• A path, which contains data, usually organized in hierarchical form, that appears as a sequence of segments separated by slashes. Such a sequence may resemble or map exactly to a file system path, but does not always imply a relation to one.[15] The path must begin with a single slash (/) if an authority part was present, and may also if one was not, but must not begin with a double slash. The path is always defined, though the defined path may be empty (zero length)
Query delimiter Example
Ampersand (&) key1=value1&key2=value2
Semicolon (;)[c][incomplete short citation] key1=value1;key2=value2
  • An optional query, separated from the preceding part by a question mark (?), containing a query string of non-hierarchical data. Its syntax is not well defined, but by convention is most often a sequence of attribute–value pairs separated by a delimiter.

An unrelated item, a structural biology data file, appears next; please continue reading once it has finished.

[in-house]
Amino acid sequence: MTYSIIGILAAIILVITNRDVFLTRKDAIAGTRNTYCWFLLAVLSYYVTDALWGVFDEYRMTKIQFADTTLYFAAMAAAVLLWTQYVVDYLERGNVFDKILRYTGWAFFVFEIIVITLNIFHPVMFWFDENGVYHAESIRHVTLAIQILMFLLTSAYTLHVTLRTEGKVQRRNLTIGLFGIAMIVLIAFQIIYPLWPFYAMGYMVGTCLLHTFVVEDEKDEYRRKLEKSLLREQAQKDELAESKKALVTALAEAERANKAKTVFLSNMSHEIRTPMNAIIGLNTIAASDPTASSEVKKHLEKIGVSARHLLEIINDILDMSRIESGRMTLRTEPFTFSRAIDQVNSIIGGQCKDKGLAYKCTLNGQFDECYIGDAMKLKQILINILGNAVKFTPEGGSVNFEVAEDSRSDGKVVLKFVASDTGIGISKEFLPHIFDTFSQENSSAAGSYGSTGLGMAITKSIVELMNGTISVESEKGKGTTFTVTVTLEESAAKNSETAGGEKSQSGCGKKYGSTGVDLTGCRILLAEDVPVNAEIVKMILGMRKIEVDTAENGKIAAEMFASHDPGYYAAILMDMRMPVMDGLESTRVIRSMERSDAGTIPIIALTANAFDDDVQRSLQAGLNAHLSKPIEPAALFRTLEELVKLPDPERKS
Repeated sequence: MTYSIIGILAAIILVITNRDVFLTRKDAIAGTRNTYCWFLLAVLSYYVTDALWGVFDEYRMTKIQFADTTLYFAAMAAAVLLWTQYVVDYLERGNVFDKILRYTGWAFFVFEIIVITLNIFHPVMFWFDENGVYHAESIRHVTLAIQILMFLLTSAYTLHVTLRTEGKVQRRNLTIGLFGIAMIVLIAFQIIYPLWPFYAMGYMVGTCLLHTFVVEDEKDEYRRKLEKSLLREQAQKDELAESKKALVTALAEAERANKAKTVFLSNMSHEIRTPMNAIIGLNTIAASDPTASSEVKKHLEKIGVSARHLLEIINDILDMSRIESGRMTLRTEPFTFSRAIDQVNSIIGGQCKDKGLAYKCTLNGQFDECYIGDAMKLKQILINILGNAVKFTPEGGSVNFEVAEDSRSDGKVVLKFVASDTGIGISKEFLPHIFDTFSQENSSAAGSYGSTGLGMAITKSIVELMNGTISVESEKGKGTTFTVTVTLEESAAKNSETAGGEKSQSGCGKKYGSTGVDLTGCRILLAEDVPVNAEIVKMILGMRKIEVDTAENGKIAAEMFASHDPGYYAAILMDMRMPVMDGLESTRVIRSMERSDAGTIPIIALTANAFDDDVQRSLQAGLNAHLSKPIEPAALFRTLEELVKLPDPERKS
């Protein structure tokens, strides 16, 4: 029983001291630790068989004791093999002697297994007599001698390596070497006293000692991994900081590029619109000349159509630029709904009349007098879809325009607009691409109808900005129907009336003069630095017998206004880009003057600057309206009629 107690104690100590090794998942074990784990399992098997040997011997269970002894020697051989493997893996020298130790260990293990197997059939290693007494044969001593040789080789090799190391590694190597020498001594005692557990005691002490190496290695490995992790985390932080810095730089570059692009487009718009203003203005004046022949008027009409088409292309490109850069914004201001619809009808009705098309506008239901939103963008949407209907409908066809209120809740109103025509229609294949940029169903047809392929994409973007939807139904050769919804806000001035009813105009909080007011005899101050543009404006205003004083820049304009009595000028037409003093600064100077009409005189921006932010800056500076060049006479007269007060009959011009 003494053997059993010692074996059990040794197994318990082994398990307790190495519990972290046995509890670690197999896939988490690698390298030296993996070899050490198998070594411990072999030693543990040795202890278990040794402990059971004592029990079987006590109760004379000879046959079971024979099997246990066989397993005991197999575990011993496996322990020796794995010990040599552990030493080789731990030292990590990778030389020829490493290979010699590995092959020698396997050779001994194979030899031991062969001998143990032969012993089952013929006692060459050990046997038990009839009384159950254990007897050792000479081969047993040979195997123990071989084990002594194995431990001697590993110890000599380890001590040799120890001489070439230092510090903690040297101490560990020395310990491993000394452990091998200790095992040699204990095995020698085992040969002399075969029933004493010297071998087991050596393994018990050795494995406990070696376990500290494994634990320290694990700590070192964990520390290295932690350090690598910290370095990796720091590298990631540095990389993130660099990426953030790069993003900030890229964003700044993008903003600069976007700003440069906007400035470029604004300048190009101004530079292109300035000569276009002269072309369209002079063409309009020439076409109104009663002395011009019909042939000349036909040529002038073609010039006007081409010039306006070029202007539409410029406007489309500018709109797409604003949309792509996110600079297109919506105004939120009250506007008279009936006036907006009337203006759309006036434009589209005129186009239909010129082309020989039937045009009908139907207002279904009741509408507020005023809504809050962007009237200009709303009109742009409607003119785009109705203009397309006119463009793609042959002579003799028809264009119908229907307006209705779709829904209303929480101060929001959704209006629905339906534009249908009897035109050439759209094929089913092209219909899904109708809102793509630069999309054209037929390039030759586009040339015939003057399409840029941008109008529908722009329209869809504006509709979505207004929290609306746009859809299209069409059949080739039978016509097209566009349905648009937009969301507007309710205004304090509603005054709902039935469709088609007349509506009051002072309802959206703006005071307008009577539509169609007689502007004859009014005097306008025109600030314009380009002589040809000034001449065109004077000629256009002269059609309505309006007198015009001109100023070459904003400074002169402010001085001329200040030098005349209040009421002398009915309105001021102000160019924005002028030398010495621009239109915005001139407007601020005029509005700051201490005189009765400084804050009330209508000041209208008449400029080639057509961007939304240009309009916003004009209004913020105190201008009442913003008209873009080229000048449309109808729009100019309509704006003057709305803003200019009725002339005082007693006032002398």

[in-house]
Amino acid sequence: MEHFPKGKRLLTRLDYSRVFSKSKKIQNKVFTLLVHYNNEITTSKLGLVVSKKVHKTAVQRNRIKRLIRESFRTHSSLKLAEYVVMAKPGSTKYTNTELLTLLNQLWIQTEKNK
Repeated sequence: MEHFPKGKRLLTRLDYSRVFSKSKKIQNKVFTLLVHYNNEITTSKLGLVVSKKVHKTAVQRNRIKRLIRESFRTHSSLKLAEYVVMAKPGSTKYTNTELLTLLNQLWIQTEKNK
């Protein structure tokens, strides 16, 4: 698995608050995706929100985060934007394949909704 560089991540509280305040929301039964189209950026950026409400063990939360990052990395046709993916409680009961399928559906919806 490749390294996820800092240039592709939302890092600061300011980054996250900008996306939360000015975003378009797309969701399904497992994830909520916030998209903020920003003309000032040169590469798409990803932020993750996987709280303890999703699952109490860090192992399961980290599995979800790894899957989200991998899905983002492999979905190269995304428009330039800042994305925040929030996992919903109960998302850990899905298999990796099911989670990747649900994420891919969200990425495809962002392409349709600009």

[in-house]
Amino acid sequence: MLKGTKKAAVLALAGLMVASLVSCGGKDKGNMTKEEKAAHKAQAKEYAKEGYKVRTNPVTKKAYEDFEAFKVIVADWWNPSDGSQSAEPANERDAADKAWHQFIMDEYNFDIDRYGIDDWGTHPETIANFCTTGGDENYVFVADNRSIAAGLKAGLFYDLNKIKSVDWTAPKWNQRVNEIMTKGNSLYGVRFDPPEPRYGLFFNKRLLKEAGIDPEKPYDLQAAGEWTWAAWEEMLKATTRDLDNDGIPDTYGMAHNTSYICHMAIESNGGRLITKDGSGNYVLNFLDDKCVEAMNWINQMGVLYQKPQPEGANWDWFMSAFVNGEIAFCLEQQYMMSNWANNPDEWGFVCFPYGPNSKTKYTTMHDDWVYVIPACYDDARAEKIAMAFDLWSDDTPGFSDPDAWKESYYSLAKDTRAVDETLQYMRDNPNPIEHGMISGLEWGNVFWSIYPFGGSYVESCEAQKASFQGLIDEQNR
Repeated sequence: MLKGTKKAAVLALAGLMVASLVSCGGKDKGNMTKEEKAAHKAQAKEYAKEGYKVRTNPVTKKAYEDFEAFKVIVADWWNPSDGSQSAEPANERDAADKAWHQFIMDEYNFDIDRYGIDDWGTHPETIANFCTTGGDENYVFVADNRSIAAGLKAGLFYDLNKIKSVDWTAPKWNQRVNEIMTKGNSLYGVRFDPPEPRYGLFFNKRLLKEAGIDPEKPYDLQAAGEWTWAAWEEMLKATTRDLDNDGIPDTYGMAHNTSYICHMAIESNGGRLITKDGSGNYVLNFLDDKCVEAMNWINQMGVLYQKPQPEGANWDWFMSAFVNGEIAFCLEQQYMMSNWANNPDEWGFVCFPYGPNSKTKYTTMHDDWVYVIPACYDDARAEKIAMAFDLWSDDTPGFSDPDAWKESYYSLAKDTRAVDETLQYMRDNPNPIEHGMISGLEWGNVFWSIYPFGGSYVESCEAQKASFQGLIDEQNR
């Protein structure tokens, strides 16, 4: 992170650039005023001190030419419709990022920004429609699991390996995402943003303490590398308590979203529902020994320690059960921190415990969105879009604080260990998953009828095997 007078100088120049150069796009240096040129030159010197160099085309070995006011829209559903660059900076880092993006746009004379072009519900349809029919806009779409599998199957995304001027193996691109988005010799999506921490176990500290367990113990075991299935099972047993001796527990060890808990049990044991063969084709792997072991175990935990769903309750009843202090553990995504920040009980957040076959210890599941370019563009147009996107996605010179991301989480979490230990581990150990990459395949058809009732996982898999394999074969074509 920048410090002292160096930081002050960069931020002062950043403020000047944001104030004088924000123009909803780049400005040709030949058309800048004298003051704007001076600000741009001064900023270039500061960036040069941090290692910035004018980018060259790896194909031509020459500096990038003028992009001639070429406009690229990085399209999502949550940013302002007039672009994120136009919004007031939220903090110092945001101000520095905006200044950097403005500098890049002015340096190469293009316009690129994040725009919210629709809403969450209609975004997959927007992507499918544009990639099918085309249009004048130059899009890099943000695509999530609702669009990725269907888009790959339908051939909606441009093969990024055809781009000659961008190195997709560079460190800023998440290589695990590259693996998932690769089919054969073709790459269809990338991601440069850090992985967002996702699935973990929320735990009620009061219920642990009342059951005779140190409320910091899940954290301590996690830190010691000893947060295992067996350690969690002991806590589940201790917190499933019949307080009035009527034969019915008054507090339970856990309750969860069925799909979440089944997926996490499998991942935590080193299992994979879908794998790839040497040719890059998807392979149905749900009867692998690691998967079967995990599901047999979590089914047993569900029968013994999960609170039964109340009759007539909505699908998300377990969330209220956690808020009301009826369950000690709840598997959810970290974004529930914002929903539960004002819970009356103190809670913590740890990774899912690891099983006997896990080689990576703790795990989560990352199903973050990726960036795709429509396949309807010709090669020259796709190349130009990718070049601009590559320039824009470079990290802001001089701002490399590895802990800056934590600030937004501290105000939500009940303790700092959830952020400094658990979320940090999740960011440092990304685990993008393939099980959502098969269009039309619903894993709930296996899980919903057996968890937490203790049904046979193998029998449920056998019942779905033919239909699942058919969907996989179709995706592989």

• An optional fragment, separated from the preceding part by a hash (#). The fragment contains a fragment identifier providing direction to a secondary resource, such as a section heading in an article identified by the remainder of the URI. When the primary resource is an HTML document, the fragment is often an id attribute of a specific element, and web browsers will scroll this element into view.
A web browser will usually dereference a URL by performing an HTTP request to the specified host, by default on port number 80. URLs using the https scheme require that requests and responses will be made over a secure connection to the website.

Internationalized URL

Internet users are distributed throughout the world using a wide variety of languages and alphabets and expect to be able to create URLs in their own local alphabets. An Internationalized Resource Identifier (IRI) is a form of URL that includes Unicode characters. All modern browsers support IRIs. The parts of the URL requiring special treatment for different alphabets are the domain name and path.[17][18]